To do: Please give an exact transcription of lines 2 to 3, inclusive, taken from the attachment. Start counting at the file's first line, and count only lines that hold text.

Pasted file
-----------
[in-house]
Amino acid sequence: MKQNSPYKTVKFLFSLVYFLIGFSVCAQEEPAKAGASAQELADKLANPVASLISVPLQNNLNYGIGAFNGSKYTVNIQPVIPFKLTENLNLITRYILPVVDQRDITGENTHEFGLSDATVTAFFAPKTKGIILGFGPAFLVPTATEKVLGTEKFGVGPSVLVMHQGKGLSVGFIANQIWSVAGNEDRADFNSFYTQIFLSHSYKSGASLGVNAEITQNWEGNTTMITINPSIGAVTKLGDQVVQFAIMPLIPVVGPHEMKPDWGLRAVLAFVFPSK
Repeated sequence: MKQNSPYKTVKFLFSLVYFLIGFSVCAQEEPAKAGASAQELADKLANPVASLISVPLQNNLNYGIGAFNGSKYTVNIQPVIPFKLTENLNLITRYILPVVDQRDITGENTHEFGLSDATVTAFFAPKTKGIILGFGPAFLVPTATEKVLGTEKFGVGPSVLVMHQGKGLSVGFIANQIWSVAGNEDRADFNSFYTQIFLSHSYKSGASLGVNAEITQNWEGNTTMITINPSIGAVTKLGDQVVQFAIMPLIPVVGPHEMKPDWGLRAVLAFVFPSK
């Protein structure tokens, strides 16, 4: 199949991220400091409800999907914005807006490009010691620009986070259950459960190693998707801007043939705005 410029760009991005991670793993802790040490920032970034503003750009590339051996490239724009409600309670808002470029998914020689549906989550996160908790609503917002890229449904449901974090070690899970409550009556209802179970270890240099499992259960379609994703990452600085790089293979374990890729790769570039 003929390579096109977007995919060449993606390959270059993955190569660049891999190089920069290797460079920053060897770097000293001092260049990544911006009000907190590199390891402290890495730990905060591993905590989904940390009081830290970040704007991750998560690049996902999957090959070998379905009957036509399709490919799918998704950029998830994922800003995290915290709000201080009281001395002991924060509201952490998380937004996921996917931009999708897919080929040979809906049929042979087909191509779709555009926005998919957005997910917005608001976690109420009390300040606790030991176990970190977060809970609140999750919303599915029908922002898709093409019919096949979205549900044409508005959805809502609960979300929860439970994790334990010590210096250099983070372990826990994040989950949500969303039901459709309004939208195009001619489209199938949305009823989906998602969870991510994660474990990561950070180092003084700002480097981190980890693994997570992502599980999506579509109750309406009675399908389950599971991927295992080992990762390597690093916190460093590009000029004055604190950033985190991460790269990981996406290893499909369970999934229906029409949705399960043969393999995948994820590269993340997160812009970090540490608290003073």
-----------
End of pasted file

Amino acid sequence: MKQNSPYKTVKFLFSLVYFLIGFSVCAQEEPAKAGASAQELADKLANPVASLISVPLQNNLNYGIGAFNGSKYTVNIQPVIPFKLTENLNLITRYILPVVDQRDITGENTHEFGLSDATVTAFFAPKTKGIILGFGPAFLVPTATEKVLGTEKFGVGPSVLVMHQGKGLSVGFIANQIWSVAGNEDRADFNSFYTQIFLSHSYKSGASLGVNAEITQNWEGNTTMITINPSIGAVTKLGDQVVQFAIMPLIPVVGPHEMKPDWGLRAVLAFVFPSK
Repeated sequence: MKQNSPYKTVKFLFSLVYFLIGFSVCAQEEPAKAGASAQELADKLANPVASLISVPLQNNLNYGIGAFNGSKYTVNIQPVIPFKLTENLNLITRYILPVVDQRDITGENTHEFGLSDATVTAFFAPKTKGIILGFGPAFLVPTATEKVLGTEKFGVGPSVLVMHQGKGLSVGFIANQIWSVAGNEDRADFNSFYTQIFLSHSYKSGASLGVNAEITQNWEGNTTMITINPSIGAVTKLGDQVVQFAIMPLIPVVGPHEMKPDWGLRAVLAFVFPSK